March is a perfect time to dig into our gardens and landscapes. How are our “gardens” and “landscapes” related? Both involve soil, water and plants. Both support the biodiversity of insects and wildlife. Both can benefit from our stewardship.
We commonly think of gardens as planned and tended areas to grow vegetables, flowers, shrubs, and trees. Landscapes, on the other hand, may be larger natural areas and viewscapes that are planned and unplanned, private and public, tended and untended.
So gardens are, essentially, small-scale landscapes.
What does the word “treasure” mean to you? Something that you value? Actions that you take to protect that valued something — how you “treasure” your “treasure”?
“Treasure” suggests the idea of riches. Gardens and landscapes are a kind of riches, a different kind of “green” that’s not bought and sold for profit, stored in a bank or jewelry box, or used to buy things. You can treasure gardens and landscapes beyond their monetary value, for their importance to your personal health and quality of life and to your community’s well-being and sustainability.
Frederick County is fortunate to be home to many gardens and treasured landscapes, “places that stand out … with many inspiring, productive, and naturally diverse lands,” according to the Sugarloaf Treasured Landscape Management Plan. These landscapes “enhance, and in some cases protect, the natural, cultural, and historical characteristics” of our home county, per the Livable Frederick Implementation Program, and link our communities together.
In fact, county land use planners have identified several areas that can benefit from “focused attention,” including the Sugarloaf Mountain region, the Middletown Valley and the Catoctin Creek area.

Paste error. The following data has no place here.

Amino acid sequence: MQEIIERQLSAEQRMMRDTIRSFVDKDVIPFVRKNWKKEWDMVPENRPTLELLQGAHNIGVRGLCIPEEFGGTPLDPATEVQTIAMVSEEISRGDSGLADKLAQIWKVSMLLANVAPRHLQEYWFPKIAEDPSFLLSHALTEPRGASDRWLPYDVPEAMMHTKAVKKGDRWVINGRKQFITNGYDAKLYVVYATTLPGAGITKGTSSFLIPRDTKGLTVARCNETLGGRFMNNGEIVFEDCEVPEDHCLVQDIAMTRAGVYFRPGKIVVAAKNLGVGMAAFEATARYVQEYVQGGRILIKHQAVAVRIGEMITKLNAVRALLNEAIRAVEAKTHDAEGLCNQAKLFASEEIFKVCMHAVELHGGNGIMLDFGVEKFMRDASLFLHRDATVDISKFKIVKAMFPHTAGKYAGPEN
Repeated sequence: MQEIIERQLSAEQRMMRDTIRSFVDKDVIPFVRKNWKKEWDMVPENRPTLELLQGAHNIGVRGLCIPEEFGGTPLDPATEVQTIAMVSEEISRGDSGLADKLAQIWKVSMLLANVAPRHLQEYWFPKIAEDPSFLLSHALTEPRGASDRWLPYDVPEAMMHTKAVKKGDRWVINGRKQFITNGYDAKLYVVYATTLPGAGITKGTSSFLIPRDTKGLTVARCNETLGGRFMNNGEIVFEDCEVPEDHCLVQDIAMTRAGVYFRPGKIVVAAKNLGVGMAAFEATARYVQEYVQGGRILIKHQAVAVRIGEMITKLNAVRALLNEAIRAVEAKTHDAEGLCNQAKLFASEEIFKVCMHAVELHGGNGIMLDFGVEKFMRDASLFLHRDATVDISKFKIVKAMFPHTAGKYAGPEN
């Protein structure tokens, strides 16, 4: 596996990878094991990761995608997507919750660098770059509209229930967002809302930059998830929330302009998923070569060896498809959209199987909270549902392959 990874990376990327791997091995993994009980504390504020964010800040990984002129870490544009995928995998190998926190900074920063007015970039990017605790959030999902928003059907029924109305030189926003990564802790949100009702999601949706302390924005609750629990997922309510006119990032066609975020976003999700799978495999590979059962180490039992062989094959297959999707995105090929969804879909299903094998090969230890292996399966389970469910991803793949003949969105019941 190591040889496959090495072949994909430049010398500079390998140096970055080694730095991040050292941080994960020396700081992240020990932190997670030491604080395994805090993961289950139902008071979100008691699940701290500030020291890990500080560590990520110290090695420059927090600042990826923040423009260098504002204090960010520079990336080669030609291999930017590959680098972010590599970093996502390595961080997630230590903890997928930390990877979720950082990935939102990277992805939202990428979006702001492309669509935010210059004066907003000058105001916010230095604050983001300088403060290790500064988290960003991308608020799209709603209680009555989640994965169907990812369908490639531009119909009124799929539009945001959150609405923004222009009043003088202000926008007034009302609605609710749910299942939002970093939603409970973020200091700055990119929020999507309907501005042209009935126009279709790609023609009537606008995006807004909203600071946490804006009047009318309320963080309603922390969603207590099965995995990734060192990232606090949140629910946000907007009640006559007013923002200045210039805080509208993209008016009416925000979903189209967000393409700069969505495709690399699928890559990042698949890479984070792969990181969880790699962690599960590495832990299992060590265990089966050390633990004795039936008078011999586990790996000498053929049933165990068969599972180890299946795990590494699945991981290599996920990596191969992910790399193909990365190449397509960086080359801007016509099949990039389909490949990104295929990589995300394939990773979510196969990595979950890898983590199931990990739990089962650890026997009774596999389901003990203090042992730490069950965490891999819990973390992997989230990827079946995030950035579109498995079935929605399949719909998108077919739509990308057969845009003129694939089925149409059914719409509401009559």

And climate change is adding urgency to these county efforts to protect and sustain these and other local and regional landscapes, productive lands, and natural resources.
Undoubtedly, you know of some gardens and landscapes that can benefit from your personal, focused attention. Early spring is a great time to dig in!
At home: If you have outdoor space with some soil and sunshine, whether a balcony or yard, you can plant and sustain your own garden — your own treasured landscape — in pots, planters, borders and raised beds.
Farther afield: If you have space in a community garden, or others need help with theirs, you can extend your treasured landscape efforts to include those gardens, too.
Community: If your neighborhood, school, church or local park has a Green Team, pollinator garden or tree-planting project, you can work with other volunteers to plant and care for those shared landscapes.
You might be interested to know that in support of these treasured landscapes and gardens, last April, the Maryland senate passed House Bill 322, which compels homeowners’ associations (HOAs) and other organizations to allow low-impact landscaping, such as rain gardens, native plant gardens, pollinator gardens and xeriscaping in subdivisions. The law specifically forbids HOAs to require that cultivated vegetation [in gardens] consist in whole or in part of turf grass, according to an article posted on the Native Plant Society website.
Blanca Poteat is a Frederick County Master Gardener.